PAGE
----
This hammock falls right at my hip crease, so it will work!

This hammock falls right at my hip crease, so it will work!

The instructor will have you set up your yoga mat underneath the silk you have chosen. If none work (i.e. if you are extraordinarily tall or short) the teacher can make adjustments using a ladder, so just ask. He or she may also ask you to pick up any props that you might use during any yoga class, such as blocks or bolsters. You can stay seated on your mat, or do any pose that feels good, until class starts.

I'll just be in this pose until class starts, thanks!

I’ll just be in this pose until class starts, thanks!

If you have never been to an aerial yoga class, I highly recommend attending a beginners’ class, as it can be challenging to get the hang (no pun intended) of different wraps and body positioning the first time. Expertise in floor yoga can help in aerial, but it does not guarantee immediate success, so move slowly and listen to your body.

Here are some of the basic poses, wraps, and hangs you will see in an introductory aerial class.

1. Wrist wrap

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The wrist wrap is great for stretching the chest and shoulders. You get into a wrist wrap by wrapping your hands from the outside (like you’re giving your hammock a hug) in. Once the karate-chop side of your hands are covered, slide them toward one another for the wrist wrap.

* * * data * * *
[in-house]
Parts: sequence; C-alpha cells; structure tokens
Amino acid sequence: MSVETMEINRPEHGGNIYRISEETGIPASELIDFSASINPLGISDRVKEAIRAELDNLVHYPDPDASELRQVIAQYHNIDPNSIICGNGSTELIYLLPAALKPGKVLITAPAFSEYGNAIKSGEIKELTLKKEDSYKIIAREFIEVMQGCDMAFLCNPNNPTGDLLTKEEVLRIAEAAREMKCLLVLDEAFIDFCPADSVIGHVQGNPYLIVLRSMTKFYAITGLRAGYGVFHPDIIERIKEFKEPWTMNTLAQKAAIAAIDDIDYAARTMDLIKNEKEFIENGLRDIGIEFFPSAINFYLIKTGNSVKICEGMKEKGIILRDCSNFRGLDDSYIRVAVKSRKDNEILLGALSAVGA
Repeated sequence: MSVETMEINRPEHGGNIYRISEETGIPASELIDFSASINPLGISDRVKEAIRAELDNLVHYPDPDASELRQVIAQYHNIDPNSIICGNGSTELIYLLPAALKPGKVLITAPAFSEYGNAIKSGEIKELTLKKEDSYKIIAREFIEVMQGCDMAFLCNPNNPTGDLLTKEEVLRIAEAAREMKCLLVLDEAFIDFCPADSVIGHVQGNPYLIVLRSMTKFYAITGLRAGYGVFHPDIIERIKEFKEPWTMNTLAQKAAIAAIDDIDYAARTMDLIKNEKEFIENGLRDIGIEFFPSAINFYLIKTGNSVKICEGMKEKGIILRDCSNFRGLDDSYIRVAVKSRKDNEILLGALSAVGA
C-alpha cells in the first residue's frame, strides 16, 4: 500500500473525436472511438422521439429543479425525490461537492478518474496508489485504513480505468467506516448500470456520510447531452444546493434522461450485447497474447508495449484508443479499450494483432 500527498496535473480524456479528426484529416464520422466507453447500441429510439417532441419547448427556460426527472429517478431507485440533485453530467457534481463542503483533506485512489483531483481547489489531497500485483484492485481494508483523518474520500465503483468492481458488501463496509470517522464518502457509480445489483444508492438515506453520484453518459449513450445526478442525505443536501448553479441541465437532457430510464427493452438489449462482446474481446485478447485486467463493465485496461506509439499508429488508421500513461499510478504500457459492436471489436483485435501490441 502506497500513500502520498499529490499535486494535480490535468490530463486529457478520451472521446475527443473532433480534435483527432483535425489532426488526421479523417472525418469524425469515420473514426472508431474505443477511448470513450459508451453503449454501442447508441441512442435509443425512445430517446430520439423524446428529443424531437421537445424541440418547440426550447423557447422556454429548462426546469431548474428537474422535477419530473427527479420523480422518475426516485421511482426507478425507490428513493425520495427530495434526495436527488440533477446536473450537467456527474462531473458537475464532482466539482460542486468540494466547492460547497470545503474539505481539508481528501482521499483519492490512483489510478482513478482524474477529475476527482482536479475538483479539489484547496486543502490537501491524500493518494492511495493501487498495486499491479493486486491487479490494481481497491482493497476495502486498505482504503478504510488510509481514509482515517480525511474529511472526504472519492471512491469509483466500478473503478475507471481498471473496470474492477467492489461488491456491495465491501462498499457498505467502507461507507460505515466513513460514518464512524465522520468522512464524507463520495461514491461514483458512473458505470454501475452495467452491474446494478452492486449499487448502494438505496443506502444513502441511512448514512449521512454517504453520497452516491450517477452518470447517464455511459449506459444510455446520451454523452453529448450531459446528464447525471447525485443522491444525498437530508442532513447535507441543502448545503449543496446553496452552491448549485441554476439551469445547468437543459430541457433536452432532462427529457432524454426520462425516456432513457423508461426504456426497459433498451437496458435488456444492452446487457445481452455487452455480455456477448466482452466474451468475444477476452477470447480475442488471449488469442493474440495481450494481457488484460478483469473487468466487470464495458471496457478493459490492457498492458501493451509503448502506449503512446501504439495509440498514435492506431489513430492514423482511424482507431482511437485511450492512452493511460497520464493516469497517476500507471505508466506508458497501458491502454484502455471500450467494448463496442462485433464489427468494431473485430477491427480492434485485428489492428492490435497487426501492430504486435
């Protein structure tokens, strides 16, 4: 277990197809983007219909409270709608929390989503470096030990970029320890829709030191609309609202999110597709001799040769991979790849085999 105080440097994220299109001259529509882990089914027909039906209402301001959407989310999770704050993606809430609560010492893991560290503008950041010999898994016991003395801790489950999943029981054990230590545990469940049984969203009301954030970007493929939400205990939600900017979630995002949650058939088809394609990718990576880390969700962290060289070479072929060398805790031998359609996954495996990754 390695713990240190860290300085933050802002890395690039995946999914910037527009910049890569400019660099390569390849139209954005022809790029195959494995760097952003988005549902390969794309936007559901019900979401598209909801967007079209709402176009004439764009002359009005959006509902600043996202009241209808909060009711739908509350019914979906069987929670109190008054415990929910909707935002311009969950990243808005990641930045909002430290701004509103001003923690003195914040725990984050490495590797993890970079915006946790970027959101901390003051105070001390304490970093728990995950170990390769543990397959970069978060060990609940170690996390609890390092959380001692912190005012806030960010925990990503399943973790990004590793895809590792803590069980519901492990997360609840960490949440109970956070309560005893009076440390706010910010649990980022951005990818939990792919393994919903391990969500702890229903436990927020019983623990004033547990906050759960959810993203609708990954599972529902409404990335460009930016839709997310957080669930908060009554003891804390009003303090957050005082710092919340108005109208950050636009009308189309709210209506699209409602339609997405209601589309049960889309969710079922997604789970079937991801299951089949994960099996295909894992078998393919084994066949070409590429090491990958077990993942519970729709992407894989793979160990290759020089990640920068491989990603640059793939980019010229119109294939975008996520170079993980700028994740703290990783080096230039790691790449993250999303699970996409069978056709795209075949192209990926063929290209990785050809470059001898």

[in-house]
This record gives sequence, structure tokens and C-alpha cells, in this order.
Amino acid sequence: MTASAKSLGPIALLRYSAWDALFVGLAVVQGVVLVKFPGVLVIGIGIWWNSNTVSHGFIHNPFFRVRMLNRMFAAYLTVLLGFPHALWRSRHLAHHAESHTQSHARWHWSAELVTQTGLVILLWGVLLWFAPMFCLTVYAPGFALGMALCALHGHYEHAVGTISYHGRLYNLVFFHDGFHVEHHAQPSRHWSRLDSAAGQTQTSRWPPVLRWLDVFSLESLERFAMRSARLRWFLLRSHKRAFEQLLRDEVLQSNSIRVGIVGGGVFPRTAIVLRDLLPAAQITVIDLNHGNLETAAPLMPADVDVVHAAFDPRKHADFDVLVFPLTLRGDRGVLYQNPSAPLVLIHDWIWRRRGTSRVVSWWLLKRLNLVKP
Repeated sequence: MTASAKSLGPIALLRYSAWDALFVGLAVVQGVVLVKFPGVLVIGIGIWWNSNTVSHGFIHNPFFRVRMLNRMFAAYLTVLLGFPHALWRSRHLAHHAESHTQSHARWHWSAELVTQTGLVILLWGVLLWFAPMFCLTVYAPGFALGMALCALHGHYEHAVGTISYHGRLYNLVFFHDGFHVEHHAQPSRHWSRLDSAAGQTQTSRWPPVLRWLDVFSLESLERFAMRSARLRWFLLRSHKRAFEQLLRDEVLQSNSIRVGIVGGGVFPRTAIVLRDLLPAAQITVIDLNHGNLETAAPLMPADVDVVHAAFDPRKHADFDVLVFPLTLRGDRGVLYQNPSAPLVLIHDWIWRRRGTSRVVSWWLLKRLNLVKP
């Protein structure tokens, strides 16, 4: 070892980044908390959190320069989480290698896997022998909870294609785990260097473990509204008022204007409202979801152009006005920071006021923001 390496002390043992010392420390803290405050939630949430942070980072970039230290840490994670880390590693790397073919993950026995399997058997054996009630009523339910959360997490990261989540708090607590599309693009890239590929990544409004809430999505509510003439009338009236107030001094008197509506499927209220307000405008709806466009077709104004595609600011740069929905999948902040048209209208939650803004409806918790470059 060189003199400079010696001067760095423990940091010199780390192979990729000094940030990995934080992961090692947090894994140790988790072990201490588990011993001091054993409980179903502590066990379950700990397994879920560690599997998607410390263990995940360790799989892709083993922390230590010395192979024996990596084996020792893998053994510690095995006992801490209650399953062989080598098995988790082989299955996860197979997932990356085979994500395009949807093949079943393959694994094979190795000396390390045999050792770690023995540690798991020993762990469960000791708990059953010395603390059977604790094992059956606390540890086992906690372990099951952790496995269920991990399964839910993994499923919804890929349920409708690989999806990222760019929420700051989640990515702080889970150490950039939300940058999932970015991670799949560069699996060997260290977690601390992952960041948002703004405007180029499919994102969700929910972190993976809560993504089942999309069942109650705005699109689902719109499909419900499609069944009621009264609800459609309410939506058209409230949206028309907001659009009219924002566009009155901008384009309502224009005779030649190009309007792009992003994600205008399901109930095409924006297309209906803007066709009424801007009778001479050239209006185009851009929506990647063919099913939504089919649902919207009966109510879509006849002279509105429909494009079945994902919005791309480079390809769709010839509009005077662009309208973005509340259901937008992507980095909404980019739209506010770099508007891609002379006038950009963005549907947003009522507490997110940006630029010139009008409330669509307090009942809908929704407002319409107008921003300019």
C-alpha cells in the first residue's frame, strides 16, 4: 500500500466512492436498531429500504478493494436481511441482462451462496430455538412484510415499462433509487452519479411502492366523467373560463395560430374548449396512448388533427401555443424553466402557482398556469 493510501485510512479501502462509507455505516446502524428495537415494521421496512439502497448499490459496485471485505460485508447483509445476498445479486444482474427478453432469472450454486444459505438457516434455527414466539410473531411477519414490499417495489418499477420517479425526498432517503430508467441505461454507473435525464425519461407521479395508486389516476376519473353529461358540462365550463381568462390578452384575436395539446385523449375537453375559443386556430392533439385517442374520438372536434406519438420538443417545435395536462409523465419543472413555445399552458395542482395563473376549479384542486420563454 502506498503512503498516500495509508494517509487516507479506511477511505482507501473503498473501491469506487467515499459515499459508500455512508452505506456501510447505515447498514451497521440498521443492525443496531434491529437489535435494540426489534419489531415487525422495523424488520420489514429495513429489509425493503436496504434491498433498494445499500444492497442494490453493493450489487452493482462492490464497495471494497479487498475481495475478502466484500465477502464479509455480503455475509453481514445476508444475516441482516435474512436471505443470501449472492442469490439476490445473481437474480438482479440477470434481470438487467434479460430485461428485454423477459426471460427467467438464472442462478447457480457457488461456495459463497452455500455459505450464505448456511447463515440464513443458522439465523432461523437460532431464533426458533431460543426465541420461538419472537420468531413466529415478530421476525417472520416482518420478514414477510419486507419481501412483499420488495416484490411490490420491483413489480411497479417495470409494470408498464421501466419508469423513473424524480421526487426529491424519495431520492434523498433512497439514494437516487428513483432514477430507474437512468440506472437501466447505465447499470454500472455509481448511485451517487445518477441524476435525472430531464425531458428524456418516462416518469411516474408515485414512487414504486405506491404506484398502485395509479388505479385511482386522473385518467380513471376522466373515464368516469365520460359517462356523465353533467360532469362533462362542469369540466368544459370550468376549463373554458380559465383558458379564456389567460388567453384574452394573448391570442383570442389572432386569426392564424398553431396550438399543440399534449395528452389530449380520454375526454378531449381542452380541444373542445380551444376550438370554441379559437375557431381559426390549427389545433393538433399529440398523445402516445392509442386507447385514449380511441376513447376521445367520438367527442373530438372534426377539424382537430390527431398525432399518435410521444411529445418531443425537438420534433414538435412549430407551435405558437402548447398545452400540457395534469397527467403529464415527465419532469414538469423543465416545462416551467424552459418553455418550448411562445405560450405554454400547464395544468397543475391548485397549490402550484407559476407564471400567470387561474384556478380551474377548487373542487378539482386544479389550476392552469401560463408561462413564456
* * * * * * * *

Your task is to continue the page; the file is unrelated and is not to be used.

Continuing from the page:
2. Hip hang

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You can get into hip hang by approaching the hammock the same way you did to measure if it fit you. Standing behind the hammock, snuggle it into your hip crease, and bend over. From here you can come into many different, fun poses!

For aerial downward-facing dog, press down through the hands until the feet lift up. Press your chest toward the back edge of your mat

For aerial downward-facing dog, press down through the hands until the feet lift up. Press your chest toward the back edge of your mat

3. Rib Hang

For rib hang, come to standing in front of your hammock, facing away so the hammock is along your back. Reach behind you, spreading the fabric wide with your hands under the shoulder blades.

Use "jazz hands" to widen the silk for a more comfortable hang

Use “jazz hands” to widen the silk for a more comfortable hang

Then, begin to walk backwards, away from the plum line (where the carabiner holding the silk is located), until the silk becomes taut.

Lean away from the plum line to feel the silk support you